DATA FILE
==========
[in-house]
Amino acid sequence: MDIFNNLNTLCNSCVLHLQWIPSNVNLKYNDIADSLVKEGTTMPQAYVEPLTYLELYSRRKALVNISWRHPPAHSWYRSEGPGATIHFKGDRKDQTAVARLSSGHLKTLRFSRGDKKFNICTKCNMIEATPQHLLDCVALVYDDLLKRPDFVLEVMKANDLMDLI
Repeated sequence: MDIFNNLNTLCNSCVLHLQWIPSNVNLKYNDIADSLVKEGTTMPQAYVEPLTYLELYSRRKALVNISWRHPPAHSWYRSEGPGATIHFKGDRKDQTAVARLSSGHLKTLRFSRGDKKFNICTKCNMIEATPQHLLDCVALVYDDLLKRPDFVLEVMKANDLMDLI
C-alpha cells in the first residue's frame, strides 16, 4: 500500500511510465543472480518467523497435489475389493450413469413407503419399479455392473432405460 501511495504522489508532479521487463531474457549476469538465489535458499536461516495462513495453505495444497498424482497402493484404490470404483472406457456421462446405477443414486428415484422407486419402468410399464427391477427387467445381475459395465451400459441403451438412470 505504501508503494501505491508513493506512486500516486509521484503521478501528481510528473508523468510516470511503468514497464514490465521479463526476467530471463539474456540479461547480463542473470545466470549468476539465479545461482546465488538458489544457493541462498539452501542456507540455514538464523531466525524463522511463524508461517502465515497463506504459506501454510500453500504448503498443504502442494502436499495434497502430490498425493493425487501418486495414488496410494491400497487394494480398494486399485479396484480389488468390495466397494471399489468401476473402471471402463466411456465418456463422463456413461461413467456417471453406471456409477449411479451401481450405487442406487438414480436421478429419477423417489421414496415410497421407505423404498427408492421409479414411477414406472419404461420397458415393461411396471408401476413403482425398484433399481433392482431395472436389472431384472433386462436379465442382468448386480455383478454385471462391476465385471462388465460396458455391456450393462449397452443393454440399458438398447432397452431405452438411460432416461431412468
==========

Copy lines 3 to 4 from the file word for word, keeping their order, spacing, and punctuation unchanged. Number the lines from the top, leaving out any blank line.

Repeated sequence: MDIFNNLNTLCNSCVLHLQWIPSNVNLKYNDIADSLVKEGTTMPQAYVEPLTYLELYSRRKALVNISWRHPPAHSWYRSEGPGATIHFKGDRKDQTAVARLSSGHLKTLRFSRGDKKFNICTKCNMIEATPQHLLDCVALVYDDLLKRPDFVLEVMKANDLMDLI
C-alpha cells in the first residue's frame, strides 16, 4: 500500500511510465543472480518467523497435489475389493450413469413407503419399479455392473432405460 501511495504522489508532479521487463531474457549476469538465489535458499536461516495462513495453505495444497498424482497402493484404490470404483472406457456421462446405477443414486428415484422407486419402468410399464427391477427387467445381475459395465451400459441403451438412470 505504501508503494501505491508513493506512486500516486509521484503521478501528481510528473508523468510516470511503468514497464514490465521479463526476467530471463539474456540479461547480463542473470545466470549468476539465479545461482546465488538458489544457493541462498539452501542456507540455514538464523531466525524463522511463524508461517502465515497463506504459506501454510500453500504448503498443504502442494502436499495434497502430490498425493493425487501418486495414488496410494491400497487394494480398494486399485479396484480389488468390495466397494471399489468401476473402471471402463466411456465418456463422463456413461461413467456417471453406471456409477449411479451401481450405487442406487438414480436421478429419477423417489421414496415410497421407505423404498427408492421409479414411477414406472419404461420397458415393461411396471408401476413403482425398484433399481433392482431395472436389472431384472433386462436379465442382468448386480455383478454385471462391476465385471462388465460396458455391456450393462449397452443393454440399458438398447432397452431405452438411460432416461431412468